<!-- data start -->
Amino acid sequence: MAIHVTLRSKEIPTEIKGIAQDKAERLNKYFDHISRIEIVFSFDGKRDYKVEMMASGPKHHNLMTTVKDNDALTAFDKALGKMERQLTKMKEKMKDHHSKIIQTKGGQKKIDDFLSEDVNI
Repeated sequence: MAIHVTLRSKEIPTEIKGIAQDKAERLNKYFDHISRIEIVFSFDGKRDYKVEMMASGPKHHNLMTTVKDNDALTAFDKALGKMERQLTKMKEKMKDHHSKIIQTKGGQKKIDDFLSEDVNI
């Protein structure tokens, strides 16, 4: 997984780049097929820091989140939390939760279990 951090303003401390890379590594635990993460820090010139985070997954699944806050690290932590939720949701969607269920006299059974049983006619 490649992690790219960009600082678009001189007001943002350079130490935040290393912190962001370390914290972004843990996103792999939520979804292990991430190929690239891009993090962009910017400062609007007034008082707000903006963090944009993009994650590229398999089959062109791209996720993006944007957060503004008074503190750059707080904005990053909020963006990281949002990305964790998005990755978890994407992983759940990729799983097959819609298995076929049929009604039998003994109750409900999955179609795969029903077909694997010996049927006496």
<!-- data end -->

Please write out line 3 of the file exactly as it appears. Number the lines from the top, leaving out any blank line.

């Protein structure tokens, strides 16, 4: 997984780049097929820091989140939390939760279990 951090303003401390890379590594635990993460820090010139985070997954699944806050690290932590939720949701969607269920006299059974049983006619 490649992690790219960009600082678009001189007001943002350079130490935040290393912190962001370390914290972004843990996103792999939520979804292990991430190929690239891009993090962009910017400062609007007034008082707000903006963090944009993009994650590229398999089959062109791209996720993006944007957060503004008074503190750059707080904005990053909020963006990281949002990305964790998005990755978890994407992983759940990729799983097959819609298995076929049929009604039998003994109750409900999955179609795969029903077909694997010996049927006496």